Page  00000198 specified during stream creation, RtAudio first attempts to open the default audio device(s) with the given parameters. If that fails, an attempt is made to find a device or set of devices which will meet the given parameters. If all attempts are unsuccessful, an RtError is thrown. When a positive, non-zero device value is specified, no additional devices are probed. Example program code is provided in the appendix of this paper. Because RtAudio can be used to simultaneously control more than a single stream, it is necessary that the returned stream identifier be provided to nearly all public methods. The bufferSize parameter specifies the desired number of sample frames which will be written to and/or read from a device per write/read operation. Both the bufferSize and numberOfBuffers parameters can be used to control stream latency, though there is no guarantee that the passed values will be accepted by a device. In general, lower values for both parameters will produce less latency but perhaps less robust performance. Both parameters can be specified with values of zero, in which case the smallest allowable values will be used. The bufferSize parameter is passed as a pointer and the actual value used by the stream is set during the device setup procedure. 3.3 Stream Control An opened stream will not begin to input/output data until it is "started" using the startStream() function. Several other useful functions are listed below as well. A stream can be stopped and "restarted" as many times as necessary. Once the stream is closed, however, it ceases to exist. The abortStream() function stops a stream immediately, dropping any remaining audio samples in its queue. The stopStream() function plays out any remaining data in its queue before stopping. void startStream (int streamId); void stopStream (int streamId); void abortStream (int streamId); void closeStream (int streamId); In general, the stopStream() and closeStream() methods should be called after finishing with a stream. However, both methods will implicitly be called during object destruction if necessary. The remaining steps involved in audio playback or recording vary depending on whether blocking or callback functionality is used. 3.4 Blocking Input/Output Blocking read/write functionality provides synchronous control of audio processing. In this mode, the user must first get a pointer to the stream buffer, provided by RtAudio, for use in feeding data to/from the opened stream. Memory management for the stream buffer is automatically controlled by RtAudio. The bufferSize value returned during stream creation defines the length, in sample frames, of the stream buffer. Multichannel data in the stream buffer must be in interleaved order. char *const getStreamBuffer (int streamId); void tickStream (int streamId); int streamWillBlock (int streamId); After starting the stream, the sequence of events then consists of filling or reading from the stream buffer between calls to tickStream(). The tickStream() function blocks until the data within the stream buffer can be completely processed by the audio device. The streamWillBlock() function is provided as a means for determining, a priori, whether the tickStream() function will block, returning the number of sample frames that cannot be processed without blocking. 3.5 Callback Functionality Callback functionality provides non-blocking, asynchronous control of audio processing. In this mode, the user defines a global C function which is periodically called when the audio device is ready to receive/send a new buffer of audio data. The callback function fills or reads interleaved data from the stream buffer, interfacing with the user program in an application-dependent manner. Internally, callback functionality involves the creation of a separate process or thread which provides non-blocking access to an audio device. void setStreamCallback (int streamId, RTAUDIO_CALLBACK callback, void *userData); void cancelStreamCallback (int streamId); The cancelStreamCallback() function disassociates a callback function from an open stream. The user can subsequently set a new callback function for the stream or even use blocking functions. It should be noted that it is not possible to explicitly synchronize multiple simultaneous callback streams. When synchronous control is required in a non-blocking scheme, users should create their own thread in which they embed RtAudio blocking functions. 4 Summary RtAudio provides a flexible and easy to use cross-platform API for realtime audio in 198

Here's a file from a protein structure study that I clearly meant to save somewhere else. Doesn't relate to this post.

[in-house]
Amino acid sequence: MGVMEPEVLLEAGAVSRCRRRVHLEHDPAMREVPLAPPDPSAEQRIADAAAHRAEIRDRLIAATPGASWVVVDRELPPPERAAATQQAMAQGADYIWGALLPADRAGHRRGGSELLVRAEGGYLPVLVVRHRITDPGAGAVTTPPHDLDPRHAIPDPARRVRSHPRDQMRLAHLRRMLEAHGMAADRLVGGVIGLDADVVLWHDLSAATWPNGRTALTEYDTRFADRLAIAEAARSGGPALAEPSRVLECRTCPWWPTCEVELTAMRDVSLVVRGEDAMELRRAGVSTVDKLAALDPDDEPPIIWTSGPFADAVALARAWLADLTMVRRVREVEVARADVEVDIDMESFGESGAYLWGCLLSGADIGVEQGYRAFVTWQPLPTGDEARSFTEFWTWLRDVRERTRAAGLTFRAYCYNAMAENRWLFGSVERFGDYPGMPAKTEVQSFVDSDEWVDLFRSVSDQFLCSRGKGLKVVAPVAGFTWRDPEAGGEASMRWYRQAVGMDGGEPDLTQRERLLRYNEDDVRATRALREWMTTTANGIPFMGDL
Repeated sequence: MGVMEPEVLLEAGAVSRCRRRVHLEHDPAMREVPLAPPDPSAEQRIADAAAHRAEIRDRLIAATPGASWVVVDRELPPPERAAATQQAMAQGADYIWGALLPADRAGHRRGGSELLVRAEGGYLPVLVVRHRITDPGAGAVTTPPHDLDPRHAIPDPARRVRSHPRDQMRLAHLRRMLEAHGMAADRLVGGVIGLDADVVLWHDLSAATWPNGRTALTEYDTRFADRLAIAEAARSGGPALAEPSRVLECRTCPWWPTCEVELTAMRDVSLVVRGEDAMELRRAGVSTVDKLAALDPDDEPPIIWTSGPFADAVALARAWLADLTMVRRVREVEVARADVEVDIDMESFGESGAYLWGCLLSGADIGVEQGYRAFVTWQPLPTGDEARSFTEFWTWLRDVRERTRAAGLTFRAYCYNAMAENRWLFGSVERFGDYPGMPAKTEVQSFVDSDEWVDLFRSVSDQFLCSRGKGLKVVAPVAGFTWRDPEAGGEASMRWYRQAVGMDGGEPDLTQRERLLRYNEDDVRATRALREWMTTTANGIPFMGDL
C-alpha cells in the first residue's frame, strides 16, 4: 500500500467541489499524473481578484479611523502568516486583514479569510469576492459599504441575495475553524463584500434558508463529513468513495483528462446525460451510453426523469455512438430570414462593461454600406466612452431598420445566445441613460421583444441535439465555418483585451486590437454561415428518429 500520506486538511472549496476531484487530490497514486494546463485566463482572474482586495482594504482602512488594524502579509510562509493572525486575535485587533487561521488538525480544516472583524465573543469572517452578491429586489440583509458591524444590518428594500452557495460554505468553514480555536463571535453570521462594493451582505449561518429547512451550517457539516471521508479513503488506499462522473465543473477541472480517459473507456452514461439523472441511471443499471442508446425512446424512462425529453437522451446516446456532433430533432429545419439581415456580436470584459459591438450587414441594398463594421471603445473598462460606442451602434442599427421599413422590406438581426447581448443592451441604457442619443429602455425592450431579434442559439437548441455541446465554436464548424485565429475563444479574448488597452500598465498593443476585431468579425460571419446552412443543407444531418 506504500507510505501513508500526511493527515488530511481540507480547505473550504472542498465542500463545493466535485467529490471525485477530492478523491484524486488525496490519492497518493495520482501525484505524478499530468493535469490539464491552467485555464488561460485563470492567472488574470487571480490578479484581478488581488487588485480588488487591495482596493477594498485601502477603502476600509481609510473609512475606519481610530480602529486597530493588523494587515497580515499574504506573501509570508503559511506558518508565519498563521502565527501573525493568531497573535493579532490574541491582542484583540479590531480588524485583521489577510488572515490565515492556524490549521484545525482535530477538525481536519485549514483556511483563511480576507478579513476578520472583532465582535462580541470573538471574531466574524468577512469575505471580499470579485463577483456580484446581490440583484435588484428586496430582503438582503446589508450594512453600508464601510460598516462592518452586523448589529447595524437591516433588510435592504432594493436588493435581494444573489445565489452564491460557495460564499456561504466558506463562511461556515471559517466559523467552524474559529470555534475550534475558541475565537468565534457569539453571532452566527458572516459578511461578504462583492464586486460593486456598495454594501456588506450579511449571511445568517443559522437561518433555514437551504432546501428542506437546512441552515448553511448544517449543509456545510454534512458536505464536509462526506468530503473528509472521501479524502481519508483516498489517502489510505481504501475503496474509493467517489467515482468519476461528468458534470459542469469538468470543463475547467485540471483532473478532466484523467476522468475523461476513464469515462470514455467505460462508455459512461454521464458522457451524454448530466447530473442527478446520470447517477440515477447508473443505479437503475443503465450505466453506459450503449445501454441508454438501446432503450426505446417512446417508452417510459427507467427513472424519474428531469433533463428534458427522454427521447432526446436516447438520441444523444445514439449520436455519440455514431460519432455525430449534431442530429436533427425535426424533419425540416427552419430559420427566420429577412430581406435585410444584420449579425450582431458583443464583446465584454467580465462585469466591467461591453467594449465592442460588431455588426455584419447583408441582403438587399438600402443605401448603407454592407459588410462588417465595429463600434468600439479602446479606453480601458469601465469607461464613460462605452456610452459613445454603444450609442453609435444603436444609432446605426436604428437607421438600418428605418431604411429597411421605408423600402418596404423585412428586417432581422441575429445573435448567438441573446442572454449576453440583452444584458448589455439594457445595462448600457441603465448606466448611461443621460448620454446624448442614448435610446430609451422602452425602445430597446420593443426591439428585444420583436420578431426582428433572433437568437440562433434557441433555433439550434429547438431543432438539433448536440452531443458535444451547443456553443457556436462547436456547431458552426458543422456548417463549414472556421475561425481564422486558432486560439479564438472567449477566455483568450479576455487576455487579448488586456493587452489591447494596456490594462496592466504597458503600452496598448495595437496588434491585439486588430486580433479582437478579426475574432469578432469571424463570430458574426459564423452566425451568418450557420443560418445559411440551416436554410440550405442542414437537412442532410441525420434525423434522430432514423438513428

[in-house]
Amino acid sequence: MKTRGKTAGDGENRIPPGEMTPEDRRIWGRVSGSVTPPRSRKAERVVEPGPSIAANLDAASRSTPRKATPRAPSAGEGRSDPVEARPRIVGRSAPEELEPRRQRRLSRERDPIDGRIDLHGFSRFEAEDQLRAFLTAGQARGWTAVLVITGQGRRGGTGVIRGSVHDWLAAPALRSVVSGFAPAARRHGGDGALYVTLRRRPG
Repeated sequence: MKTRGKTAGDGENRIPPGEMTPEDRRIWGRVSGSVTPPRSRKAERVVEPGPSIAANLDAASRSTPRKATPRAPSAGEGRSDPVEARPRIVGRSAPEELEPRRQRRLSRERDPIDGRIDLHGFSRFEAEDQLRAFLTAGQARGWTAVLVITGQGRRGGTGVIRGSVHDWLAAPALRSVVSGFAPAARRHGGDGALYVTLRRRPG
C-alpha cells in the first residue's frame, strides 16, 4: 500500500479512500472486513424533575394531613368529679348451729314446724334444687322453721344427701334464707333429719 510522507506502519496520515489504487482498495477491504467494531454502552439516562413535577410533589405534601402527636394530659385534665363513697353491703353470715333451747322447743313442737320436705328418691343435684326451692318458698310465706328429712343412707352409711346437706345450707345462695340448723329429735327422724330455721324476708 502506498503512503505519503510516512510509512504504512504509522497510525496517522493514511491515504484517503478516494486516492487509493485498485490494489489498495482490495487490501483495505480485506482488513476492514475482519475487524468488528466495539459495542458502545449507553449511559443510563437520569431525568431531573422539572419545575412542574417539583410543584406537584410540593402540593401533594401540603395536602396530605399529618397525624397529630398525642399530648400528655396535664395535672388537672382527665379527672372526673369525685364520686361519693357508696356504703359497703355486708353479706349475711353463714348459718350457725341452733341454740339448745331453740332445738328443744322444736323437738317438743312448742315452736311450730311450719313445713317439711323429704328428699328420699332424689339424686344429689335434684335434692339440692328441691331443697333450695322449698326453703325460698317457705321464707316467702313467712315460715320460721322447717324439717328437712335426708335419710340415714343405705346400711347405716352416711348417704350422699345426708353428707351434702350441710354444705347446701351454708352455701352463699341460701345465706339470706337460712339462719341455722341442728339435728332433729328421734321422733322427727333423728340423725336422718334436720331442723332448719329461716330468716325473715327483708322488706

Page  00000199 put/output within an object-oriented C++ framework. This paper has briefly presented some features and uses of RtAudio. Within the confines of this space, it is impossible to address all the necessary issues of interest to audio application programmers. We recommend that interested parties download the RtAudio distribution (http://www-ccrma. stanford. edu/~gary/rtaudio/) and read the extensive documentation provided. // Generate samples and fill the buffer // with buffer_size sample frames. // Trigger the output out->tickStream(id); count += buffer_size; } out->stopStream(id); out->closeStream(id); delete out; // Cleanup. return 0; of the data buffer References Bencina, R. and Burk, P. (2001). PortAudio - an Open Source Cross Platform Audio API. In Proc. 2001 Int. Computer Music Conf., pp. 263 -266, Havana, Cuba. Computer Music Association. Cook, P. R. and Scavone, G. P. (1999). The Synthesis ToolKit (STK). In Proc. 1999 Int. Computer Music Conf., pp. 164-166, Beijing, China. Computer Music Association. A Programming Examples The following program example outlines the use of RtAudio in a simple, blocking playback situation. For the sake of clarity and space, error checking is omitted. // playback.cpp #include "RtAudio.h" int main() The last program example demonstrates callback functionality in a simple duplex, pass-through scenario. Again, error checking is omitted. // duplex.cpp #include <iostream.h> #include "RtAudio.h" // Pass-through callback function. int pass(char *buffer, int size, void *) { // Surprise!! Nothing to do here. return 0; } int main() { int buffer_size = 256; // sample frames int stream; // the stream id RtAudio *audio; // Open a 2 channel input/output stream // during class instantiation using the // default devices, 64-bit floating point // data, and 44100 Hz sample rate. // Suggest the use of 2 internal device // buffers of 256 sample frames each. audio = new RtAudio(&stream, 0, 2, 0, 2, RtAudio::RTAUDIO_FLOAT64, 44100, &buffer_size, 2); // Set the stream callback function audio->setStreamCallback(stream, &pass, NULL); audio->startStream(stream); cout << "Hit <enter> to quit." << endl; char input; cin.get(input); audio->stopStream(stream); audio->closeStream(stream); delete audio; // Cleanup return 0; int buffer_size = 256; int id; RtAudio *out; // sample frames // the stream id // Open a 2 channel output stream during // class instantiation using the default // device, 32-bit floating point data, // and 44100 Hz sample rate. Suggest the // use of 4 internal device buffers of // 256 sample frames each. out = new RtAudio(&id, 0, 2, 0, 0, RtAudio::RTAUDIO_FLOAT32, 44100, &buffer_size, 4); // Get a pointer to the stream buffer float *buf; buf = (float *)out->getStreamBuffer(id); // An example loop which runs for about // 40000 sample frames int count = 0; out->startStream(id); while (count < 40000) { 199